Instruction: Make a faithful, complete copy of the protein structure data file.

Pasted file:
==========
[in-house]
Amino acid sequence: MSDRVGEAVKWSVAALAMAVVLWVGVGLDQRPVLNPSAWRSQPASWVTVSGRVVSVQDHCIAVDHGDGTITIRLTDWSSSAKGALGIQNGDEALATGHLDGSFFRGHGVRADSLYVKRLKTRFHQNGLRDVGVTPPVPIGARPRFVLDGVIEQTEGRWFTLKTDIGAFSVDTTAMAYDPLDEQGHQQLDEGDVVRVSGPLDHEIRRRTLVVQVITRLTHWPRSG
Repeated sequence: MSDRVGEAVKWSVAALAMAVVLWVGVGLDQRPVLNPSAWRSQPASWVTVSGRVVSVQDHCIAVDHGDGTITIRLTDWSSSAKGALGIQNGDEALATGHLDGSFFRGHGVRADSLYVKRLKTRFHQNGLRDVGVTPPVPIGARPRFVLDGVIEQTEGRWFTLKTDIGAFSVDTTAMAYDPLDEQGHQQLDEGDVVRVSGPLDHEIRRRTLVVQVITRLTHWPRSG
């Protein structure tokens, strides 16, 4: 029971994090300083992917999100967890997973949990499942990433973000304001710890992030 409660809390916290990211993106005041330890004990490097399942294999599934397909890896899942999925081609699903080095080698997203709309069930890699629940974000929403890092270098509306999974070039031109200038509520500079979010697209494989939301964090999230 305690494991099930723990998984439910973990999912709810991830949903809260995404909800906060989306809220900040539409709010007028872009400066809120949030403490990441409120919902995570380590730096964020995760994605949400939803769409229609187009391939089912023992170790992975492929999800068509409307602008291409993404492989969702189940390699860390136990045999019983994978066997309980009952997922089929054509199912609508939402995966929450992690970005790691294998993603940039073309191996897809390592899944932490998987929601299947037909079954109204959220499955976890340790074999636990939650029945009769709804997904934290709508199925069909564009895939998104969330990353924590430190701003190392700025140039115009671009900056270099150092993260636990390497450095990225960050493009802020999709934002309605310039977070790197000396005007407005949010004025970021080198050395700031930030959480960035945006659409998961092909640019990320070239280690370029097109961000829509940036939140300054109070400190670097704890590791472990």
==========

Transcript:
[in-house]
Amino acid sequence: MSDRVGEAVKWSVAALAMAVVLWVGVGLDQRPVLNPSAWRSQPASWVTVSGRVVSVQDHCIAVDHGDGTITIRLTDWSSSAKGALGIQNGDEALATGHLDGSFFRGHGVRADSLYVKRLKTRFHQNGLRDVGVTPPVPIGARPRFVLDGVIEQTEGRWFTLKTDIGAFSVDTTAMAYDPLDEQGHQQLDEGDVVRVSGPLDHEIRRRTLVVQVITRLTHWPRSG
Repeated sequence: MSDRVGEAVKWSVAALAMAVVLWVGVGLDQRPVLNPSAWRSQPASWVTVSGRVVSVQDHCIAVDHGDGTITIRLTDWSSSAKGALGIQNGDEALATGHLDGSFFRGHGVRADSLYVKRLKTRFHQNGLRDVGVTPPVPIGARPRFVLDGVIEQTEGRWFTLKTDIGAFSVDTTAMAYDPLDEQGHQQLDEGDVVRVSGPLDHEIRRRTLVVQVITRLTHWPRSG
């Protein structure tokens, strides 16, 4: 029971994090300083992917999100967890997973949990499942990433973000304001710890992030 409660809390916290990211993106005041330890004990490097399942294999599934397909890896899942999925081609699903080095080698997203709309069930890699629940974000929403890092270098509306999974070039031109200038509520500079979010697209494989939301964090999230 305690494991099930723990998984439910973990999912709810991830949903809260995404909800906060989306809220900040539409709010007028872009400066809120949030403490990441409120919902995570380590730096964020995760994605949400939803769409229609187009391939089912023992170790992975492929999800068509409307602008291409993404492989969702189940390699860390136990045999019983994978066997309980009952997922089929054509199912609508939402995966929450992690970005790691294998993603940039073309191996897809390592899944932490998987929601299947037909079954109204959220499955976890340790074999636990939650029945009769709804997904934290709508199925069909564009895939998104969330990353924590430190701003190392700025140039115009671009900056270099150092993260636990390497450095990225960050493009802020999709934002309605310039977070790197000396005007407005949010004025970021080198050395700031930030959480960035945006659409998961092909640019990320070239280690370029097109961000829509940036939140300054109070400190670097704890590791472990």